Communities

Communities of plants, animals, and other organisms may be found in such places as a desert, a salt marsh, or a forest. Within a community, each population of organisms has a habitat and niche. The habitat is the physical place where the organisms live, while the niche is the role that the population plays in the life of the community. The niche is the population's function and position in the ecosystem, and it reflects the population's relationship to other populations. A population's niche is defined by how and when it reproduces, what time of the day and year it is most active, what climatic factors it can withstand, what it eats, and so forth. The competition exclusion principle suggests that two species cannot occupy the same niche in the same place at the same time.

Two populations living together in a community in a close and permanent association issymbiosis. If the symbiotic relationship is mutually beneficial, it is known asmutualism. Lichens represent an example of mutualism. If one population receives a benefit from an association, while the other is neither benefited nor harmed, the symbiosis is commensalism. Humans and the bacteria of their intestines exist commensally. Another type of symbiosis is parasitism, in which one population benefits while the other is harmed. The microorganisms that cause human disease are considered parasites. A final type of symbiosis is synergism. In this instance, two populations accomplish together what neither population could accomplish on its own.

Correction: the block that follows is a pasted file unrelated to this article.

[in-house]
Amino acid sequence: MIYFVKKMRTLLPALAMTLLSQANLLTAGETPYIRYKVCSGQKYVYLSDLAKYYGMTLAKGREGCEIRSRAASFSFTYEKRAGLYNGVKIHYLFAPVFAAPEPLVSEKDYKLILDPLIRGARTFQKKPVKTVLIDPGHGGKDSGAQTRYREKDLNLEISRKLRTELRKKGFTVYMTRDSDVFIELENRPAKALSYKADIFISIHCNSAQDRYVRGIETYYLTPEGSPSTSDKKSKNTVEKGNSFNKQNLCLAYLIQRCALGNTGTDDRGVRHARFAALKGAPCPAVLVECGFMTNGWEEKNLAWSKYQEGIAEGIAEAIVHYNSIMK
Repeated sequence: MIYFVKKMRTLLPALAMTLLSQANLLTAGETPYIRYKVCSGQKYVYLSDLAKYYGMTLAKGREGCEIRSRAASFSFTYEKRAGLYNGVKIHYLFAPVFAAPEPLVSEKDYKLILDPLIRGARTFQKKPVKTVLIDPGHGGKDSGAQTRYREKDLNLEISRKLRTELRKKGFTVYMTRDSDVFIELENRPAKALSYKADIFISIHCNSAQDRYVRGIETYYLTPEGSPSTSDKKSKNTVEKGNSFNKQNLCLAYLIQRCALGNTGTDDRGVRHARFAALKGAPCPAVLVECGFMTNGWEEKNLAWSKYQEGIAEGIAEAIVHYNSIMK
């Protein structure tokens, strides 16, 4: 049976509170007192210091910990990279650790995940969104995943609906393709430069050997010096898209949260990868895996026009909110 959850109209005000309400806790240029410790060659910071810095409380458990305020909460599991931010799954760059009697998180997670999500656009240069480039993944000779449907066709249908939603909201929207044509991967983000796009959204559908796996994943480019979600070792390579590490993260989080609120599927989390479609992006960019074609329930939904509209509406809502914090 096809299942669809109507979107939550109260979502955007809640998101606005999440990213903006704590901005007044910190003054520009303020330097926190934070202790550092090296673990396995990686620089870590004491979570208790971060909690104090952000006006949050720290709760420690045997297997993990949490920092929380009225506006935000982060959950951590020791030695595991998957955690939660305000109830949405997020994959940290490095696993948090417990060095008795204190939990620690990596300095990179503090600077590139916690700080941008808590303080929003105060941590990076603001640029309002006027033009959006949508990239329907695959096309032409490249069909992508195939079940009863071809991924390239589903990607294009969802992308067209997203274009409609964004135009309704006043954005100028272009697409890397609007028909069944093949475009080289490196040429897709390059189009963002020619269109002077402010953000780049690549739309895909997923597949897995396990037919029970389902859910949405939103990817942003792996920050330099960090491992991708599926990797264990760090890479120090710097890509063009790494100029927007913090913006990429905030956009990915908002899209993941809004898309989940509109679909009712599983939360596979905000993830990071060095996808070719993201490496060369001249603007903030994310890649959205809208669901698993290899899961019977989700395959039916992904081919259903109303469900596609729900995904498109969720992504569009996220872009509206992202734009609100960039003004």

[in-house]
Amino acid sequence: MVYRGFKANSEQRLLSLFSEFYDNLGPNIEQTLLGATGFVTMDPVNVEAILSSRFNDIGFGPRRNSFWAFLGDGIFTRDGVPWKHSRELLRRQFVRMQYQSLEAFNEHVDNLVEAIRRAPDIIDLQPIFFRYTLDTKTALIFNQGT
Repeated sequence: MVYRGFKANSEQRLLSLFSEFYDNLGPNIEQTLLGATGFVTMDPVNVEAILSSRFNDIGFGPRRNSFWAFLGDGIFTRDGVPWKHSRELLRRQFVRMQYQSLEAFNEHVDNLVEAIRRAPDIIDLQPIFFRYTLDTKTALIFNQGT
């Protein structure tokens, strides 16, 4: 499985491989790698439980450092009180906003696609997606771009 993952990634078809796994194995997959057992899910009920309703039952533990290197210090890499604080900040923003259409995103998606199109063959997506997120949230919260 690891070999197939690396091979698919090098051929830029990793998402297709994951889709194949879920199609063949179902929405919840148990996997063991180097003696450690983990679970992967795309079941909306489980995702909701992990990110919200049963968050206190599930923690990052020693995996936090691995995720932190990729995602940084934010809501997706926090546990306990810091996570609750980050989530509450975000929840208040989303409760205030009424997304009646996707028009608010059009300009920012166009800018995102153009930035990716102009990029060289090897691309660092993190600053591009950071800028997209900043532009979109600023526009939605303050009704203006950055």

Populations within a community may interact; indeed, one population may capture and feed on the other. Such a relationship is predation. Predators have more than one prey species, but they normally feed upon the most abundant prey species available. As a prey population decreases, the predator switches to a more abundant species. This change causes fluctuations in population sizes.

Natural selection favors the most efficient predator, while also favoring the prey that can escape predation. Among the adaptations that help prey to escape are poisonous toxins, chemical adaptations, warning coloration (camouflage), and mimicry.

In a community, the orderly and predictable replacement of populations over a given period of time in a given area is succession, which is primary succession when new populations are established in new habitats. In secondary succession, communities are established on a site previously occupied by a population. In each succession, certain populations dominate and then decline, to be superseded by new dominant populations. A community at the last stage of succession is the climax community.